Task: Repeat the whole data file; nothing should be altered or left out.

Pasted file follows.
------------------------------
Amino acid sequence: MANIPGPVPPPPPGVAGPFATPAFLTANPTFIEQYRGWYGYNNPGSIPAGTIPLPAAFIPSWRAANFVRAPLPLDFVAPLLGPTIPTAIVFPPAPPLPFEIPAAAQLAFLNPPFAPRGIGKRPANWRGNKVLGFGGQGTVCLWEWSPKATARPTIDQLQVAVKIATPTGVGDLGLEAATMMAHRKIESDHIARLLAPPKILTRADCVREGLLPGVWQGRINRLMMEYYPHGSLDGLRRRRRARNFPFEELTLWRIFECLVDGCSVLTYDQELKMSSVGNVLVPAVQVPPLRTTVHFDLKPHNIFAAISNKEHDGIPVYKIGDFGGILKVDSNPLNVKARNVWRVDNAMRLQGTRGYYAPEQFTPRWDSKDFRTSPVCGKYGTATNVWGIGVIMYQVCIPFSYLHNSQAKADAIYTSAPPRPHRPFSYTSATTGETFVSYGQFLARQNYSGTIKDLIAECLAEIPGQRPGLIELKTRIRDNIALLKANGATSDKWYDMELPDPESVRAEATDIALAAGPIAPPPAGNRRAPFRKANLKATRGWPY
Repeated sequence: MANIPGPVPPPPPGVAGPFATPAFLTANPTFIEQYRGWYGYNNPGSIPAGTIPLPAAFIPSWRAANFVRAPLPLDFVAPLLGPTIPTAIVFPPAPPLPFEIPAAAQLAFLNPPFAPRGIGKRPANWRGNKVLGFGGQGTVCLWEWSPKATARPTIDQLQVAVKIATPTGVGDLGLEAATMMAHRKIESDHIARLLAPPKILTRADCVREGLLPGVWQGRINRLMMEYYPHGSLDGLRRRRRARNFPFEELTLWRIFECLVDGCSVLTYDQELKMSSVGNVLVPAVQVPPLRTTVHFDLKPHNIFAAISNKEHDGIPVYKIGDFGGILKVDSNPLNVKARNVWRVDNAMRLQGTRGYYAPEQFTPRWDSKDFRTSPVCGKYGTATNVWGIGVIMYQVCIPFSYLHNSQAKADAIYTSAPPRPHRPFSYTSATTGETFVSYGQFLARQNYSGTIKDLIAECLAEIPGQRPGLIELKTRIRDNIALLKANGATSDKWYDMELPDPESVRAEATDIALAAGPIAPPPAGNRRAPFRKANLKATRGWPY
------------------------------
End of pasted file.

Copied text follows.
Amino acid sequence: MANIPGPVPPPPPGVAGPFATPAFLTANPTFIEQYRGWYGYNNPGSIPAGTIPLPAAFIPSWRAANFVRAPLPLDFVAPLLGPTIPTAIVFPPAPPLPFEIPAAAQLAFLNPPFAPRGIGKRPANWRGNKVLGFGGQGTVCLWEWSPKATARPTIDQLQVAVKIATPTGVGDLGLEAATMMAHRKIESDHIARLLAPPKILTRADCVREGLLPGVWQGRINRLMMEYYPHGSLDGLRRRRRARNFPFEELTLWRIFECLVDGCSVLTYDQELKMSSVGNVLVPAVQVPPLRTTVHFDLKPHNIFAAISNKEHDGIPVYKIGDFGGILKVDSNPLNVKARNVWRVDNAMRLQGTRGYYAPEQFTPRWDSKDFRTSPVCGKYGTATNVWGIGVIMYQVCIPFSYLHNSQAKADAIYTSAPPRPHRPFSYTSATTGETFVSYGQFLARQNYSGTIKDLIAECLAEIPGQRPGLIELKTRIRDNIALLKANGATSDKWYDMELPDPESVRAEATDIALAAGPIAPPPAGNRRAPFRKANLKATRGWPY
Repeated sequence: MANIPGPVPPPPPGVAGPFATPAFLTANPTFIEQYRGWYGYNNPGSIPAGTIPLPAAFIPSWRAANFVRAPLPLDFVAPLLGPTIPTAIVFPPAPPLPFEIPAAAQLAFLNPPFAPRGIGKRPANWRGNKVLGFGGQGTVCLWEWSPKATARPTIDQLQVAVKIATPTGVGDLGLEAATMMAHRKIESDHIARLLAPPKILTRADCVREGLLPGVWQGRINRLMMEYYPHGSLDGLRRRRRARNFPFEELTLWRIFECLVDGCSVLTYDQELKMSSVGNVLVPAVQVPPLRTTVHFDLKPHNIFAAISNKEHDGIPVYKIGDFGGILKVDSNPLNVKARNVWRVDNAMRLQGTRGYYAPEQFTPRWDSKDFRTSPVCGKYGTATNVWGIGVIMYQVCIPFSYLHNSQAKADAIYTSAPPRPHRPFSYTSATTGETFVSYGQFLARQNYSGTIKDLIAECLAEIPGQRPGLIELKTRIRDNIALLKANGATSDKWYDMELPDPESVRAEATDIALAAGPIAPPPAGNRRAPFRKANLKATRGWPY